Australian electric utility AGL has brought online what it says is the world’s largest residential virtual power plant.
AGL has so far installed batteries in over 60 homes in suburban Adelaide, South Australia, in a project that is expected to have 1,000 grid-connected batteries with a total peak capacity of 5 MW and 7 MWh when completed in about 18 months.
- The federal government, through the Australian Renewable Energy Agency, is providing up to $5 million to support the $20 million project.
AGL’s project, which will see 1,000 batteries installed in homes and businesses in South Australia, will create a virtual power plant of grid-connected batteries that can be remotely controlled.
AGL is rolling out the project in three phases. Participants in the project will be able to purchase a heavily discounted storage systems that include hardware, software and installation. So far, the project reportedly has more than 300 kWh of battery capacity and has delivered 10,000 kWh of power.
In the first phase, until April 2017, the first 150 customers based in metropolitan Adelaide will be able to purchase a Sunverge 5 kW, 7.7 kWh storage system.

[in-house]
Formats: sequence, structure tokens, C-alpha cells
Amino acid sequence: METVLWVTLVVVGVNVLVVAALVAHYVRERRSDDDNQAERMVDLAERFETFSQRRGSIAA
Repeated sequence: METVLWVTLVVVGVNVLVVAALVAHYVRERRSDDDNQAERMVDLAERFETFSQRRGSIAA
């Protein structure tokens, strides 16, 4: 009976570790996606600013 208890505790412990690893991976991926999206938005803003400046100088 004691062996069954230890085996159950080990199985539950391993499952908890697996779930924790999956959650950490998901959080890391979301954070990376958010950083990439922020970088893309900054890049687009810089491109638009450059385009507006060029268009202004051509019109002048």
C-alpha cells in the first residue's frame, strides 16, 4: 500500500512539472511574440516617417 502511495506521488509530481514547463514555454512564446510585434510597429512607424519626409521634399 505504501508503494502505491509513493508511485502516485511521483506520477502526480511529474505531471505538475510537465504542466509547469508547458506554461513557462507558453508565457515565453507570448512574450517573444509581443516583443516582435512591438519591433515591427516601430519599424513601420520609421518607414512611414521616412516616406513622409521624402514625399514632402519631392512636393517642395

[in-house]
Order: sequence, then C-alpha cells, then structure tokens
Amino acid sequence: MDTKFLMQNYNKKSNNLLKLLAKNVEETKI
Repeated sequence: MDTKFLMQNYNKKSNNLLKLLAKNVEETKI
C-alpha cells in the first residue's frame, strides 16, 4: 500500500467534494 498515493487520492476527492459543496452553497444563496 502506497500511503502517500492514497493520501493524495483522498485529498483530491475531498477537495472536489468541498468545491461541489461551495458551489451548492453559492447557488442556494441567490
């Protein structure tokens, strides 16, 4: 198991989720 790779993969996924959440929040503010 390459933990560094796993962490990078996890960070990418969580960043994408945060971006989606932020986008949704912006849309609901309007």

AGL says customers with sufficient excess solar generation could see a seven year payback period. Customers that do not already have solar systems will be able to purchase a solar system appropriate to the size of the battery.
Later phases of the project will see an offering to narrower zones within metropolitan Adelaide where peak demand management and other network support services can be demonstrated.
AGL says the project will contribute to grid stability and support higher levels of intermittent, renewable generation on the grid.
“This project is core to AGL’s strategy of being a manager of distributed energy resources. It also leverages our investment in Sunverge and helps us to continue to improve the digital customer experience,” Andy Vesey, AGL Managing Director & CEO, said in a statement.